Sounds like a press release from VM.  Other than a very, very few individuals, where's the use case for 10 Gbps now or in a decade?  I can't stretch my 200 Mbps connection at the moment, and even if I had a house with four 8K TV's all concurrently streaming 8K content, that's still less than 500 Mbps of bandwidth needed.  Even then, until humans evolve higher resolution eyeballs there's no domestic need for 8K.  Data use is climbing rapidly, and has done for years, but to plan on the presumption that it will just keep climbing is to project a line forward, but that's largely on the back of rising resolution and streaming, and to extrapolate that growth as fact without any supporting justification is folly.   

Have a look at the comparative BQM graphs in this forum comparing Zen/Openreach 1 Gbps connections to VM D 3.1 connections, and there's no comparison - what VM need is not to raise their speed game, but to improve their line quality (and customer service).  But because they've played a winning hand on speed for twenty years, that's all management can see as the way forward.  I'm sure VM will soon be pushing 2.5 Gbps, and then 5, then 10.  But that won't help if there's competition in the 500 Mbps -1 Gbps.

I'm a Very Insightful Person, I'm here to share knowledge, I don't work for Virgin Media. Learn more

Have I helped? Click Mark as Helpful Answer or use Kudos to say thanks

Roger_Gooner
  • 6.75K
  • 490
  • 1.19K
Legend
1,268 Views
Message 9 of 14
Flag for a moderator

Re: Is the 2021 Virgin Media fibre-coax network still the same as NYNEX installed in Portsmouth in 1991?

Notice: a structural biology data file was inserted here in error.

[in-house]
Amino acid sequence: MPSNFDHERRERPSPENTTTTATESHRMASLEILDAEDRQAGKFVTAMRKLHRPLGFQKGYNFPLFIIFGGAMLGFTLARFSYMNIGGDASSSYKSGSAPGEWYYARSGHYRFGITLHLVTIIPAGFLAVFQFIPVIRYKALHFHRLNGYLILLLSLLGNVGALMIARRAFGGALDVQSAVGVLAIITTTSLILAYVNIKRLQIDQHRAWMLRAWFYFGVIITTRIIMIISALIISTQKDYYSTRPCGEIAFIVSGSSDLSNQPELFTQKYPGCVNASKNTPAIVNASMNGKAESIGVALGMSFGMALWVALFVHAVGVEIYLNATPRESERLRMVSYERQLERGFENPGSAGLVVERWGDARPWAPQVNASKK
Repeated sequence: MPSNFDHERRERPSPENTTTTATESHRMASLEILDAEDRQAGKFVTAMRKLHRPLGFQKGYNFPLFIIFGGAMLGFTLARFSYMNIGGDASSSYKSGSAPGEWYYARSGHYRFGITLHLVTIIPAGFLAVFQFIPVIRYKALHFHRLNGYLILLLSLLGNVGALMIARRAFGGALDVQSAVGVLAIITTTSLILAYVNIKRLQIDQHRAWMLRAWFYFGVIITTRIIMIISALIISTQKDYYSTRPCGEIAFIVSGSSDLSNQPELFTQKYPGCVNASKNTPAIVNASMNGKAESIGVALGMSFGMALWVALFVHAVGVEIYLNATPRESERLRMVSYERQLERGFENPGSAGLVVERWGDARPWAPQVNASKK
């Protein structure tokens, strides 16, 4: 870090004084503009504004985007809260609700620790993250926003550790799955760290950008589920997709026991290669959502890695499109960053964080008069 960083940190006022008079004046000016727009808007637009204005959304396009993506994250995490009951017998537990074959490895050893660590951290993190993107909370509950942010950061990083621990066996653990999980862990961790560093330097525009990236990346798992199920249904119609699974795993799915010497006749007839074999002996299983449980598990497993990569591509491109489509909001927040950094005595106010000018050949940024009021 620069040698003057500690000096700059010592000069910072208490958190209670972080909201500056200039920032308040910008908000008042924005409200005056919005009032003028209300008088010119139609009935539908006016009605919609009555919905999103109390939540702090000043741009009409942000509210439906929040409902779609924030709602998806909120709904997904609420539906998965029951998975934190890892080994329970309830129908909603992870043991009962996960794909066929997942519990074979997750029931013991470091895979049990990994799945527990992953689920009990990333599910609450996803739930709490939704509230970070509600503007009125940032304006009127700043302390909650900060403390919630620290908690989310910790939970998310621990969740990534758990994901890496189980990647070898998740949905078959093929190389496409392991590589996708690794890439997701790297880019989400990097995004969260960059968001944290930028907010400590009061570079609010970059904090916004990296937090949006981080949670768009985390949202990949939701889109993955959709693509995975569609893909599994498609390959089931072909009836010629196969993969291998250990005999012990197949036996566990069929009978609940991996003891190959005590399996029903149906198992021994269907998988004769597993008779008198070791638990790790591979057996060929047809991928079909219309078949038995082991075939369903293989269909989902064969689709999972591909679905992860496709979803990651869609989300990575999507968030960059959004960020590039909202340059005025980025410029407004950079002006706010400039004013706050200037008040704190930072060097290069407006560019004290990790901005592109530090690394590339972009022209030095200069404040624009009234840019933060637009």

How can you say that "analogue cable that is on its way out" but dismiss its part in being able to deliver 10Gbps which the FTTP operators are planning - like Community Fibre which has offered 10Gbps for years and Openreach readying its network for this with Nokia kit. As for the cost of maintaining the HFC network: that's for VM to worry about and it's a lot cheaper than replacing it with FTTP. Bottom line, what matters is what gets delivered and it really is of little concern to anyone whether the cable coming into their premise is coaxial or fibre (unless the cost of powering the ONT bothers you).

--
Hub 3.0, TP-Link Archer C8, TP-Link TL-SG108S 8-port gigabit switch, V6
My Broadband Ping - Roger's VM Broadband Connection
0 Kudos
Reply
jem101
  • 1.72K
  • 238
  • 803
Very Insightful Person
Very Insightful Person
1,261 Views
Message 10 of 14
Flag for a moderator

Re: Is the 2021 Virgin Media fibre-coax network still the same as NYNEX installed in Portsmouth in 1991?

Actually ALL data transmission, be it over coax copper or fibre is actually analogue - the 'digital' 1s and 0s are encoded onto an analogue signal. Although optical fibre is less prone to interference (although this is usually due to bad connections), it isn't actually intrinsically better than copper coax - at least not at the speeds and frequencies we are talking about here.

0 Kudos
Reply